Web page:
Hello Eunice

Lizard Point – in 2014

It’s not so much that we’ve never had weather like this before. The big difference is that severe weather is afflicting us more frequently; and so although I could try to support the ‘argument’ that climate change is fake news by citing this photo taken in 2014 and claiming that the weather has always been like this the only fact that matters is that there are many more extreme weather events than we had in the past, and it’s not down to sunspots, 5G telephone masts or Russian hackers it’s down to our profligate use of fossil fuels.

And so yesterday we were up at the allotment trying to make everything as secure as possible and then we went to the campervan to make sure it is as safe as we can make it. It’s parked within a hundred metres of the Severn Beach sea wall which, today , is the subject of red alert weather and flood warnings. Spring tide + force 10 winds always equals a storm surge so we’re paying constant attention to the mobiles for alerts . We once lived at the tidal end of the river Avon when we had the same combination of events combined with a snow melt and I’ve never seen water rise so rapidly, or menacingly. It was eerily silent as it topped the harbour walls and raced across the road towards us. Mercifully it stopped rising just a few inches below the point at which our basement would have flooded. This morning the only damage so far seems to be a flying fence from the Air BnB opposite the flat; and the scratches and dents were confined to the car which was abandoned by a previous tenant who took care to remove the plates before dumping it. At Green Park Station the glass roof – which was already in a precarious state – is shedding panes on to the ground, so probably no farmers’ market tomorrow. Ah well!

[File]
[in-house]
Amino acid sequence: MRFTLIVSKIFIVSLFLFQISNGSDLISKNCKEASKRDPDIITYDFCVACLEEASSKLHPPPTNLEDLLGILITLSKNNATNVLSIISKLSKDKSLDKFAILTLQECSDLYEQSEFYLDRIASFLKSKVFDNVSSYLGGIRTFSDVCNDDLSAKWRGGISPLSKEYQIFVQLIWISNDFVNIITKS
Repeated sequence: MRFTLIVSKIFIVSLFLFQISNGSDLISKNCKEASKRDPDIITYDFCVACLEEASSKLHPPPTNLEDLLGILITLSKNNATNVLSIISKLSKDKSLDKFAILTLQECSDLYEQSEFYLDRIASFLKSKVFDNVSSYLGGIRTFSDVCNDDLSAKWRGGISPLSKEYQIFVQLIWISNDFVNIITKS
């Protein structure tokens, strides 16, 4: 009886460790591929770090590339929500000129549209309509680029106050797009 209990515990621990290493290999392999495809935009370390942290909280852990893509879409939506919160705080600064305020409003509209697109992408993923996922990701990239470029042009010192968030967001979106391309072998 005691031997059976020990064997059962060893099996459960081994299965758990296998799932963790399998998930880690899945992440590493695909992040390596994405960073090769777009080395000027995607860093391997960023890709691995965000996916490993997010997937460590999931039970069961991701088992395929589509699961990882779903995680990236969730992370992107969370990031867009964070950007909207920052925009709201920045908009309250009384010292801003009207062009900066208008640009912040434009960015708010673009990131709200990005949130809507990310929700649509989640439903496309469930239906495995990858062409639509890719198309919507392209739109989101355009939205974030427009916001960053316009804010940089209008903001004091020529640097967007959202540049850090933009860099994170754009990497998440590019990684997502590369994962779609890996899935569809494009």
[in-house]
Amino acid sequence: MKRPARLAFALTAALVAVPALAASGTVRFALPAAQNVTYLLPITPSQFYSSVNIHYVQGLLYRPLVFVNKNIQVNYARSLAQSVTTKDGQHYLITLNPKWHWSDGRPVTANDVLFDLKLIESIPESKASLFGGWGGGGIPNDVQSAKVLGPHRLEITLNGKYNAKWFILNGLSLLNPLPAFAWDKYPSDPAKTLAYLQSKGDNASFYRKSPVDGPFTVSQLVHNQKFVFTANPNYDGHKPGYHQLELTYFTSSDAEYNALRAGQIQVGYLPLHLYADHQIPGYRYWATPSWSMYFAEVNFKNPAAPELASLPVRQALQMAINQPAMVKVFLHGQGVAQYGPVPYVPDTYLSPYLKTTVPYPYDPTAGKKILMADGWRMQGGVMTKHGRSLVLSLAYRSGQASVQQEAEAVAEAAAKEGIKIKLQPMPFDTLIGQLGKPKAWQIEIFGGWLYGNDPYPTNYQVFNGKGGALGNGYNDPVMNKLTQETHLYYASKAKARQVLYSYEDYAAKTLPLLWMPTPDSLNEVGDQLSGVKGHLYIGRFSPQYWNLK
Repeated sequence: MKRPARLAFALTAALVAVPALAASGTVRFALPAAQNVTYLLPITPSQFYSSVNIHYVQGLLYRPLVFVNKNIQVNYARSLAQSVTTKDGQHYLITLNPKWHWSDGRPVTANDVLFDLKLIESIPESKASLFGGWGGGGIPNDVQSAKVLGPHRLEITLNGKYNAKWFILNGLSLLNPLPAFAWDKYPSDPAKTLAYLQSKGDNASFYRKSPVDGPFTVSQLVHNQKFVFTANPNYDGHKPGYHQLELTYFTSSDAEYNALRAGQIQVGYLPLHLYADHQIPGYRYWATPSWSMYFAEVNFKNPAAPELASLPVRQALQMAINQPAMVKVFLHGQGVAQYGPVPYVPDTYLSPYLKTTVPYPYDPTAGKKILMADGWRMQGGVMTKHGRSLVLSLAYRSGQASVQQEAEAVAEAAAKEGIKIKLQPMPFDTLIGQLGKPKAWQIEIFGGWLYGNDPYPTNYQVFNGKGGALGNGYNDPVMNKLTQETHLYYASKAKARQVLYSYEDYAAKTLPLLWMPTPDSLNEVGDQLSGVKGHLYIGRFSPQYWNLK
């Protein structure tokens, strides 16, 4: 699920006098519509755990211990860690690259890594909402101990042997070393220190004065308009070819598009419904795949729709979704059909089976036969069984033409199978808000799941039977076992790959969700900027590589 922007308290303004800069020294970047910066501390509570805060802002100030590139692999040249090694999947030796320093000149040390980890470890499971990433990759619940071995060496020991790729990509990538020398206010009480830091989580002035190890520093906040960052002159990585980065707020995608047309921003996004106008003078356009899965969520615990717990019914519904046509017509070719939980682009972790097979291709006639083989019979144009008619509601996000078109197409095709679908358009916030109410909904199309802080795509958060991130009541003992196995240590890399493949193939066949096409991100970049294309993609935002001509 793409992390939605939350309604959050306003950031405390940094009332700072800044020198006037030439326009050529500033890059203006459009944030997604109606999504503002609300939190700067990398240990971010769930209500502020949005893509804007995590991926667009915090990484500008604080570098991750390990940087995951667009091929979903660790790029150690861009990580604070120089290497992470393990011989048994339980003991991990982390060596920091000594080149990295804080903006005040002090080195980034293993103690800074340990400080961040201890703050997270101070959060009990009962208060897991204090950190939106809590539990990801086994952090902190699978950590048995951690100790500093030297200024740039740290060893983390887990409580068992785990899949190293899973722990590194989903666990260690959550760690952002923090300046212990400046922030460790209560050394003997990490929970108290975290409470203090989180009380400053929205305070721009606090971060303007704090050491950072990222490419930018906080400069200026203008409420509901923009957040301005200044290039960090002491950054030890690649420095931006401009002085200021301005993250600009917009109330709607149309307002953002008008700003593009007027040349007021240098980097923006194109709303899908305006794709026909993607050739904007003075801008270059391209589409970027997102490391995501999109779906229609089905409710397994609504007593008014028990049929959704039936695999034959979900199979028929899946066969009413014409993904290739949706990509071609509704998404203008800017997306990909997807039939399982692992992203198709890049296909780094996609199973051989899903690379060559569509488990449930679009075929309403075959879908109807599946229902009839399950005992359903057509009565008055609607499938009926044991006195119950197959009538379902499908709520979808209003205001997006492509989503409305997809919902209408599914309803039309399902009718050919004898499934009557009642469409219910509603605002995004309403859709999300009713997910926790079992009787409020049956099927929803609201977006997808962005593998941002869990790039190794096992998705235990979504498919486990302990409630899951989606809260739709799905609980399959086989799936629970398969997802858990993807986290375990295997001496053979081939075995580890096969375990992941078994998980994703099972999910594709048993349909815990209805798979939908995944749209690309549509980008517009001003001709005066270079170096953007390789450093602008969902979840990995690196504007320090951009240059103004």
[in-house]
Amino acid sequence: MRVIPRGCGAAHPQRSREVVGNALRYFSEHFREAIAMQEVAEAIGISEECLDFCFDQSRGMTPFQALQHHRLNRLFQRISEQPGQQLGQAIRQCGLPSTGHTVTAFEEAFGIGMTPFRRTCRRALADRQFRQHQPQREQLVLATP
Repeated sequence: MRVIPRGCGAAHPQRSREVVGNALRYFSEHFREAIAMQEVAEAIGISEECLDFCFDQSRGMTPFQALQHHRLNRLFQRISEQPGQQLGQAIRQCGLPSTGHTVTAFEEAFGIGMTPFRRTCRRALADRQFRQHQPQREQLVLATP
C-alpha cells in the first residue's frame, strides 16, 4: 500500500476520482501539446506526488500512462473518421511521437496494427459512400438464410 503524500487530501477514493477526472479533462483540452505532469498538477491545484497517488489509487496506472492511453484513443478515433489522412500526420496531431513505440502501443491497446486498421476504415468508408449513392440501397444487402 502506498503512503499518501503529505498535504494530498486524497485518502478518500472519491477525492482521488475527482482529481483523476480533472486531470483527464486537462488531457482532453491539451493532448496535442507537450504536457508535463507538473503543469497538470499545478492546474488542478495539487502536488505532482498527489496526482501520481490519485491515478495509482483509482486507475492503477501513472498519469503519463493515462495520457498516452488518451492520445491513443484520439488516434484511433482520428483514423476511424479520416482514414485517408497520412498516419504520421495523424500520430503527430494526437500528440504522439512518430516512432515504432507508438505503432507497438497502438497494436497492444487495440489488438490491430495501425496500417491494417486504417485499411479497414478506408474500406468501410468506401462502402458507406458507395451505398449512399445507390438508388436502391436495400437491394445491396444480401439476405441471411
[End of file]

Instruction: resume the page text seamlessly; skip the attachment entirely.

This week we’ve had two named storms; the first, Dudley, affected the north of the country but today’s storm Eunice is all over the South West. It kicked off at about 7.00am and built to crescendo during the morning. Apart from the flying fence the only other casualty looks like a smallish tree across the green. These winds growl and search at the windows with a real malignancy. Opposite my window as I write this, there’s a 20′ extractor chimney above a burger joint that’s become semi-detached at the top and is waving around alarmingly. It’s all very scary.

So the question is – how can we live sane, flourishing and fulfilled lives in this insane society – or should we even try to do so? Years ago we were at the much missed Bristol Flower Show when we encountered a man in a wheelchair who’d had both of his legs amputated. He was being pushed by his son who had lovingly attached an ashtray to the arm of the chair with a jubilee clip so that his dad could carry on smoking, having no feet to stub out his dog-ends. Obviously it’s not sensible to be angry or berate either the man or his son for assisting the habit that was so obviously killing him. My reaction was to feel overwhelmed by a strange kind of hopeless compassion for someone who was being slowly killed, not entirely through his own idiocy but through human weakness and a powerful culture created and funded by the tobacco industry.